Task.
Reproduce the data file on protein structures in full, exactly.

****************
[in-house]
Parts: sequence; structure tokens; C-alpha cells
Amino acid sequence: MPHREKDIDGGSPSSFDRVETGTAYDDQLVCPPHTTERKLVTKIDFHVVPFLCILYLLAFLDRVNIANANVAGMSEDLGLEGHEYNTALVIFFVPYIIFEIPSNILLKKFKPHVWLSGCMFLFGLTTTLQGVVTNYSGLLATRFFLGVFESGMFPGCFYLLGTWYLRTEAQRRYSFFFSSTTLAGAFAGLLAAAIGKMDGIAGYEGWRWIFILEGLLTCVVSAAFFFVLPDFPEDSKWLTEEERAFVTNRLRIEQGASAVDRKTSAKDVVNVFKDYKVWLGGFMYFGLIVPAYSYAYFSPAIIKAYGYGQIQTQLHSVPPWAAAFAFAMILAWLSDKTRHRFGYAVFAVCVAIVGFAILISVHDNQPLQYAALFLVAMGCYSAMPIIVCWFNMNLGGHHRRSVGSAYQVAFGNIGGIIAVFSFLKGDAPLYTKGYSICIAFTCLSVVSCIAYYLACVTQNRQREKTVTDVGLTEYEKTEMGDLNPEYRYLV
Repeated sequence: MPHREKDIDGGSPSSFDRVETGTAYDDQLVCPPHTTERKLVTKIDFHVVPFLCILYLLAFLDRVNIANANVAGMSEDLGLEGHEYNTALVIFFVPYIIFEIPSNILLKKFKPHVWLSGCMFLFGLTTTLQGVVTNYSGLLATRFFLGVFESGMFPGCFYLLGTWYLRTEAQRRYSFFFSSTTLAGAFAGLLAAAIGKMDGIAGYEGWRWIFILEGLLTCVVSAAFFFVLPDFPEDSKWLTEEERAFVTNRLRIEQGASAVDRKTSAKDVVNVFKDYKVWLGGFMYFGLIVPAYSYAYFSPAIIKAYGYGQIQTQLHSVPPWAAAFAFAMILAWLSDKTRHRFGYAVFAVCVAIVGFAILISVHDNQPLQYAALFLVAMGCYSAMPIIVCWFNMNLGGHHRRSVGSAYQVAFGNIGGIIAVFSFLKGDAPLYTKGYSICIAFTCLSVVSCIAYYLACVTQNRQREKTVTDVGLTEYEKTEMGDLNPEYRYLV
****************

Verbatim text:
[in-house]
Parts: sequence; structure tokens; C-alpha cells
Amino acid sequence: MPHREKDIDGGSPSSFDRVETGTAYDDQLVCPPHTTERKLVTKIDFHVVPFLCILYLLAFLDRVNIANANVAGMSEDLGLEGHEYNTALVIFFVPYIIFEIPSNILLKKFKPHVWLSGCMFLFGLTTTLQGVVTNYSGLLATRFFLGVFESGMFPGCFYLLGTWYLRTEAQRRYSFFFSSTTLAGAFAGLLAAAIGKMDGIAGYEGWRWIFILEGLLTCVVSAAFFFVLPDFPEDSKWLTEEERAFVTNRLRIEQGASAVDRKTSAKDVVNVFKDYKVWLGGFMYFGLIVPAYSYAYFSPAIIKAYGYGQIQTQLHSVPPWAAAFAFAMILAWLSDKTRHRFGYAVFAVCVAIVGFAILISVHDNQPLQYAALFLVAMGCYSAMPIIVCWFNMNLGGHHRRSVGSAYQVAFGNIGGIIAVFSFLKGDAPLYTKGYSICIAFTCLSVVSCIAYYLACVTQNRQREKTVTDVGLTEYEKTEMGDLNPEYRYLV
Repeated sequence: MPHREKDIDGGSPSSFDRVETGTAYDDQLVCPPHTTERKLVTKIDFHVVPFLCILYLLAFLDRVNIANANVAGMSEDLGLEGHEYNTALVIFFVPYIIFEIPSNILLKKFKPHVWLSGCMFLFGLTTTLQGVVTNYSGLLATRFFLGVFESGMFPGCFYLLGTWYLRTEAQRRYSFFFSSTTLAGAFAGLLAAAIGKMDGIAGYEGWRWIFILEGLLTCVVSAAFFFVLPDFPEDSKWLTEEERAFVTNRLRIEQGASAVDRKTSAKDVVNVFKDYKVWLGGFMYFGLIVPAYSYAYFSPAIIKAYGYGQIQTQLHSVPPWAAAFAFAMILAWLSDKTRHRFGYAVFAVCVAIVGFAILISVHDNQPLQYAALFLVAMGCYSAMPIIVCWFNMNLGGHHRRSVGSAYQVAFGNIGGIIAVFSFLKGDAPLYTKGYSICIAFTCLSVVSCIAYYLACVTQNRQREKTVTDVGLTEYEKTEMGDLNPEYRYLV